However, due to the law of large numbers, sometimes your computer will get random bit flips - where it should be a 0, but it’s instead a 1, or vice versa

    • @harmsy@lemmy.world
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      411 days ago

      Cosmic ray zaps your silicon just right to flip a bit. If you’ve heard of the Tick Tock Clock upwarp in Mario 64, most people suspect that’s what happened.

  • @A_A@lemmy.world
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    2112 days ago

    On first thought : yes.
    But on second thought : no (i.e. : not really, because of system’s redundancies)

  • @olafurp@lemmy.world
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    711 days ago

    I thought we already had a way to deal with bit flips. CPU bit flips should be common by now because of the size of processors these days.

    • @Thoth19@lemmy.world
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      311 days ago

      Yup. There is technology to deal with this. But does every piece of hw have that tech? No. Does every piece of sw run eccs for this purpose? No.

    • @Aurenkin@sh.itjust.works
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      1512 days ago

      The probability of rolling a six is 1/6 no matter what numbers were rolled previously. Unless I’m misunderstanding your point

    • @Artemis_MystiqueOP
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      512 days ago

      statistics are statistics I should have clarified this in the post; i had electric cars and scooters(record breaking sales where i live) in mind when i originally had the thought

      • @bamboo@lemmy.blahaj.zone
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        012 days ago

        Regarding electric scooters, I’m not really sure what bits there are to be flipped, which could cause issues. My understanding is that when you hit the brakes for example, that electrical signal is sent directly to the brakes, and there’s not a digital buffer of inputs which are stored to memory to be read, which is where a bit flip could happen. I assume braking and acceleration are analog voltages on the wire, so a brief cosmic ray would be miniscule and probably not noticeable.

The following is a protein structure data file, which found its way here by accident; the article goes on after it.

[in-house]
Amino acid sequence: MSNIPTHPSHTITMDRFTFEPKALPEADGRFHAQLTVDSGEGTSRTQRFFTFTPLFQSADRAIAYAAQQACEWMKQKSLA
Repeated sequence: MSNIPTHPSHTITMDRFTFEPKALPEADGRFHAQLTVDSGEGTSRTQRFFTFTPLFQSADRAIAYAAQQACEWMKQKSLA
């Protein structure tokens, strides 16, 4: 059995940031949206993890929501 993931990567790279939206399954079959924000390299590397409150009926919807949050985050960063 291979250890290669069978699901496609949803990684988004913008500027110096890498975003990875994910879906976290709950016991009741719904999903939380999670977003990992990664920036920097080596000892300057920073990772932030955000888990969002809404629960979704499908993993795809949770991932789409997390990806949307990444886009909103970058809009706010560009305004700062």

• @towerful@programming.dev
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          012 days ago

          Perhaps there is regenerative braking. Harder braking requires activation of disc brakes. If the battery is too full to safely dump energy into, disk brakes would be needed. All of which requires some amount of sensors and logic procrssing.

          But, all that is moot. Bit flips are known about, any decent system with life critical aspects will be designed with this in mind.
          Its the cheap shit ya gotta worry about

      • Aatube
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        -212 days ago

        Like bamboo said; electric scooters aren’t digital

    • ඞmir
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      312 days ago

      Since the set of all remaining time only shrinks, the possibility of anything ever happening at least once in all time should also shrink unless it already happened.

      And things happening at a rate per second doesn’t mean it increases either if it hasn’t happened yet. The probability of me being eaten by a dinosaur today is definitely not higher compared to being eaten by a dinosaur yesterday.